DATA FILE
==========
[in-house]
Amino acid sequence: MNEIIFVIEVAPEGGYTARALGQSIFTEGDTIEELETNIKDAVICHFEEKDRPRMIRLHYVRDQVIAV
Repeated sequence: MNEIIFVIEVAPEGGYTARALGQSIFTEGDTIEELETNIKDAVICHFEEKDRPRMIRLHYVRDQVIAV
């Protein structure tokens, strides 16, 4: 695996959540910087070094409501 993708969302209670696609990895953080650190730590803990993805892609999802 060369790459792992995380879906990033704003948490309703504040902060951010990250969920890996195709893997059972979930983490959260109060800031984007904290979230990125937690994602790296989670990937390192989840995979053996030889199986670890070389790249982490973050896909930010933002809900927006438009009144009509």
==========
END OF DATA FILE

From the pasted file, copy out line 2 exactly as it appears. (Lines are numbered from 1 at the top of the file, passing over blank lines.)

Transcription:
Amino acid sequence: MNEIIFVIEVAPEGGYTARALGQSIFTEGDTIEELETNIKDAVICHFEEKDRPRMIRLHYVRDQVIAV